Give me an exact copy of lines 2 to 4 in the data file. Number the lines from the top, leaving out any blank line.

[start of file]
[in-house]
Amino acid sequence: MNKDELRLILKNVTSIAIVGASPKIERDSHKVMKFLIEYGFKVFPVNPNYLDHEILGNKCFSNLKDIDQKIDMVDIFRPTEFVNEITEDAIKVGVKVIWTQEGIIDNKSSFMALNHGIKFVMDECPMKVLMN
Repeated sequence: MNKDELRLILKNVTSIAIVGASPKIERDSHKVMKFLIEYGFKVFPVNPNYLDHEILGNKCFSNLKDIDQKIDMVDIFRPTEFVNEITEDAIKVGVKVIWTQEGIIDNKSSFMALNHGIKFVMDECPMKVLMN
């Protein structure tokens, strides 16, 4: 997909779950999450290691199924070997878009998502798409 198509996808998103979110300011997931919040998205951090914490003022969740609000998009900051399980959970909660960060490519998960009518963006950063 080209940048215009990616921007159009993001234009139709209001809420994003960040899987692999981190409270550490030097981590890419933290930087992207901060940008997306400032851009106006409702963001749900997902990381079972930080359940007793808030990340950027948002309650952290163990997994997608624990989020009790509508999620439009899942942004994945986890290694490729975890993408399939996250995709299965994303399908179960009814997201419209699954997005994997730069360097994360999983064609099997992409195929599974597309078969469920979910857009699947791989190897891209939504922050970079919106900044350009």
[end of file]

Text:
Amino acid sequence: MNKDELRLILKNVTSIAIVGASPKIERDSHKVMKFLIEYGFKVFPVNPNYLDHEILGNKCFSNLKDIDQKIDMVDIFRPTEFVNEITEDAIKVGVKVIWTQEGIIDNKSSFMALNHGIKFVMDECPMKVLMN
Repeated sequence: MNKDELRLILKNVTSIAIVGASPKIERDSHKVMKFLIEYGFKVFPVNPNYLDHEILGNKCFSNLKDIDQKIDMVDIFRPTEFVNEITEDAIKVGVKVIWTQEGIIDNKSSFMALNHGIKFVMDECPMKVLMN
């Protein structure tokens, strides 16, 4: 997909779950999450290691199924070997878009998502798409 198509996808998103979110300011997931919040998205951090914490003022969740609000998009900051399980959970909660960060490519998960009518963006950063 080209940048215009990616921007159009993001234009139709209001809420994003960040899987692999981190409270550490030097981590890419933290930087992207901060940008997306400032851009106006409702963001749900997902990381079972930080359940007793808030990340950027948002309650952290163990997994997608624990989020009790509508999620439009899942942004994945986890290694490729975890993408399939996250995709299965994303399908179960009814997201419209699954997005994997730069360097994360999983064609099997992409195929599974597309078969469920979910857009699947791989190897891209939504922050970079919106900044350009």